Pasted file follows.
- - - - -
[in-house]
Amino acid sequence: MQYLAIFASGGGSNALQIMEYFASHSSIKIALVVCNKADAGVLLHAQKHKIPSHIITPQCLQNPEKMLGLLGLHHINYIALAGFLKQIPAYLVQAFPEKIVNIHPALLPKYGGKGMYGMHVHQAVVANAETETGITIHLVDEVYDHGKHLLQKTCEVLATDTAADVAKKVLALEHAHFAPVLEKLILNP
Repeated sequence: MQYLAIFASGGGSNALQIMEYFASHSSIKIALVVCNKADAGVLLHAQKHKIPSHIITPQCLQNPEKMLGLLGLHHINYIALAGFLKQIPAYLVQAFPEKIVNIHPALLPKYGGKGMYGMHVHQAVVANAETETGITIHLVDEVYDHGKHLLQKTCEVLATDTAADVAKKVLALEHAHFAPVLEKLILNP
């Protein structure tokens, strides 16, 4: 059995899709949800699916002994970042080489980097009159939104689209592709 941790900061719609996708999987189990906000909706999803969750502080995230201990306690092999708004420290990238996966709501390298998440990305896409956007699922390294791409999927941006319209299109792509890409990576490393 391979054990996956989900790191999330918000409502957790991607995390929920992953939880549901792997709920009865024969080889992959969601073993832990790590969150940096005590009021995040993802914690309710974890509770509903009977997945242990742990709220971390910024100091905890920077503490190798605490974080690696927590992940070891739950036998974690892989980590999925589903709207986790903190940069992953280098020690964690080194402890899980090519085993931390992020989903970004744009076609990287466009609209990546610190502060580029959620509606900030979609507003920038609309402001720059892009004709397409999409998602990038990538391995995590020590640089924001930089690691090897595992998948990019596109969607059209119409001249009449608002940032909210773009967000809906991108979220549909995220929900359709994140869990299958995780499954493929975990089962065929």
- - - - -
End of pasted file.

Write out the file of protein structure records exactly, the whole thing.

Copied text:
[in-house]
Amino acid sequence: MQYLAIFASGGGSNALQIMEYFASHSSIKIALVVCNKADAGVLLHAQKHKIPSHIITPQCLQNPEKMLGLLGLHHINYIALAGFLKQIPAYLVQAFPEKIVNIHPALLPKYGGKGMYGMHVHQAVVANAETETGITIHLVDEVYDHGKHLLQKTCEVLATDTAADVAKKVLALEHAHFAPVLEKLILNP
Repeated sequence: MQYLAIFASGGGSNALQIMEYFASHSSIKIALVVCNKADAGVLLHAQKHKIPSHIITPQCLQNPEKMLGLLGLHHINYIALAGFLKQIPAYLVQAFPEKIVNIHPALLPKYGGKGMYGMHVHQAVVANAETETGITIHLVDEVYDHGKHLLQKTCEVLATDTAADVAKKVLALEHAHFAPVLEKLILNP
């Protein structure tokens, strides 16, 4: 059995899709949800699916002994970042080489980097009159939104689209592709 941790900061719609996708999987189990906000909706999803969750502080995230201990306690092999708004420290990238996966709501390298998440990305896409956007699922390294791409999927941006319209299109792509890409990576490393 391979054990996956989900790191999330918000409502957790991607995390929920992953939880549901792997709920009865024969080889992959969601073993832990790590969150940096005590009021995040993802914690309710974890509770509903009977997945242990742990709220971390910024100091905890920077503490190798605490974080690696927590992940070891739950036998974690892989980590999925589903709207986790903190940069992953280098020690964690080194402890899980090519085993931390992020989903970004744009076609990287466009609209990546610190502060580029959620509606900030979609507003920038609309402001720059892009004709397409999409998602990038990538391995995590020590640089924001930089690691090897595992998948990019596109969607059209119409001249009449608002940032909210773009967000809906991108979220549909995220929900359709994140869990299958995780499954493929975990089962065929």